Sandra Ernst, a program assistant in College Opportunity Programs has been inducted into Ripon College Athletic Hall of Fame, Ripon, Wisconsin. The 2003 graduate was a Red Hawk volleyball star, earning first-team all-conference honors three times.
For College Opportunity Programs, administered by the School of Education, she is based in Redding and works with high school and middle school students around Northern California — students who are typically first-generation-to-college and low-income — helping them prepare for college through the GEAR UP and TRIO programs.
The College of Agricultural and Environmental Sciences recently presented its 2019 Awards of Distinction:
- Alumni — Carol L. Folt, Ph.D., ’82, newly appointed president of the University of Southern California; Vicki Kretsinger Grabert ’77, president and principal hydrologist with Luhdorff & Scalmanini Consulting Engineers, Woodland; and Jennifer Fitchhorn-Walker ’94 and Ph.D., ’00 (veterinary medicine), director of milk quality for Danone North America
- Young Alumni — Briana Perry Stoops ’08, Cred., ’09 (agricultural education), and M.A., ’10 (education), agriculture teacher at Woodland High School
- Friend — Harold McClarty, fifth-generation California farmer who built the international tree fruit and grape-growing business HMC Farms
- Faculty — Richard J. Sexton, professor, Department of Agricultural and Resource Economics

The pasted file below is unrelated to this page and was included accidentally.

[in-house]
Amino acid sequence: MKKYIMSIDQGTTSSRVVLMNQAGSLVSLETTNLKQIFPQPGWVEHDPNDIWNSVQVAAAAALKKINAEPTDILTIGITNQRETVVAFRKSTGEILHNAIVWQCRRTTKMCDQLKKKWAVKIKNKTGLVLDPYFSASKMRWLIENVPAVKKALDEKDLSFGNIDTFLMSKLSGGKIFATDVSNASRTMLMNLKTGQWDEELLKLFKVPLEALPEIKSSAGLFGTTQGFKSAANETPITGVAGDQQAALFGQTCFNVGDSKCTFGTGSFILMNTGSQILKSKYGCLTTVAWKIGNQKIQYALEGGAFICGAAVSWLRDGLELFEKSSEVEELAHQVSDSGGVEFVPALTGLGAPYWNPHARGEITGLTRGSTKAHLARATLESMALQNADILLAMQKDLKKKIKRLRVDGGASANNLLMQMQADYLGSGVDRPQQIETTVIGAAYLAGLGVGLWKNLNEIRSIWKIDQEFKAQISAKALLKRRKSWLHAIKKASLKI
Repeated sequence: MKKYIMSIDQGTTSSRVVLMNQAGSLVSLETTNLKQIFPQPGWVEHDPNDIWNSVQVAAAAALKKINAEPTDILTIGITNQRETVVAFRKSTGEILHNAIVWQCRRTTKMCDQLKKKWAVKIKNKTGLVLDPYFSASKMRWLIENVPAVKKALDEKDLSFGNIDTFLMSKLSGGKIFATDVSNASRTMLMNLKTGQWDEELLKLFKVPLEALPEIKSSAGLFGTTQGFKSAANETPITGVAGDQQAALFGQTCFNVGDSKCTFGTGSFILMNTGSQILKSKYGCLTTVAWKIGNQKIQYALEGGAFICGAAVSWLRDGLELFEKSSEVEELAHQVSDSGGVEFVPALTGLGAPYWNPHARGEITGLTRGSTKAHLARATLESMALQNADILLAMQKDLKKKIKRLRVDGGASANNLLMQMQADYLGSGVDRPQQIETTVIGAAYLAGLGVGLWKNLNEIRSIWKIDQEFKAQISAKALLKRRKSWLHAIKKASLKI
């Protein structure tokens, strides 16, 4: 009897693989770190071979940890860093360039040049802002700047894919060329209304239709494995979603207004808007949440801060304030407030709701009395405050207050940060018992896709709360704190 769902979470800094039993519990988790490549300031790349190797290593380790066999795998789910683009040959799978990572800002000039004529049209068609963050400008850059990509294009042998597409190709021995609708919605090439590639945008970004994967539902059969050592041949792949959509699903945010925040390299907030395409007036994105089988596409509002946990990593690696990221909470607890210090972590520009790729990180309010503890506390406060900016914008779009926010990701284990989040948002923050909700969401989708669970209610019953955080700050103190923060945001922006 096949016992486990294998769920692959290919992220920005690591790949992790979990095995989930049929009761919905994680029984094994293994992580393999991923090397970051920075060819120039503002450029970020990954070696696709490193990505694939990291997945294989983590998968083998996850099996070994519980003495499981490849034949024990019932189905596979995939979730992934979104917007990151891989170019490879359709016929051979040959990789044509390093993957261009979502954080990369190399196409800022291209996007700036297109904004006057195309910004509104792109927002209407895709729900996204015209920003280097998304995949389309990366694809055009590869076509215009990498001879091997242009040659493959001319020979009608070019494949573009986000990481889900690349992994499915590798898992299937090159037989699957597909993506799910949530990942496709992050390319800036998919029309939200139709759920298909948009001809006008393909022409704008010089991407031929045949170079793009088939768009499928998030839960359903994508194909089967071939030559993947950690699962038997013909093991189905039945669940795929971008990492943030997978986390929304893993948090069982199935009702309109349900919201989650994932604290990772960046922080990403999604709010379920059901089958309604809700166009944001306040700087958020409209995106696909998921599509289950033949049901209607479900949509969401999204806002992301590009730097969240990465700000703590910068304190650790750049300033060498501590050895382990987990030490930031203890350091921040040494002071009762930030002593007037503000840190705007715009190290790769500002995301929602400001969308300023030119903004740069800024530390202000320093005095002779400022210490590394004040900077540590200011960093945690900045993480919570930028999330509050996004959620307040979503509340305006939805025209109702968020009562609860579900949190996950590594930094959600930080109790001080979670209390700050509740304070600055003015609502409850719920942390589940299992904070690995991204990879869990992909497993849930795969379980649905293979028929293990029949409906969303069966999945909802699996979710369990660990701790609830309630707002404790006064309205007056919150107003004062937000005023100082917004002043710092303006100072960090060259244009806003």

- Emeriti — David E. Ramos, who holds three UC Davis degrees — B.S., ’56 (animal science), M.S., ’59 (horticulture) and Ph.D., ’74, plant pathology — and went on to work as a UC Cooperative Extension specialist
- Staff — Carol Hillhouse, associate director, Student Farm
Wildlife veterinarian Joe Gaydos, director of UC Davis’ SeaDoc Society, has been named the recipient of the Local Hero Award from the Friday Harbor Film Festival in Washington’s San Juan Islands, where he lives and where the SeaDoc Society is based. The society is a program of the university’s Karen C. Drayer Wildlife Health Center.
The award honors a resident or former resident of the San Juan Islands who has made “outstanding contributions to our quality of life, impacting people, animals, the arts, health or the environment.” The award presentation is scheduled for Oct. 27 during the film festival.
Gaydos, a wildlife veterinarian, can often be found addressing diseases in endangered orcas and other marine life, testifying to state agencies about wildlife and ecosystem health, or translating science to the general public through everything from a children’s book to a YouTube series and numerous public talks.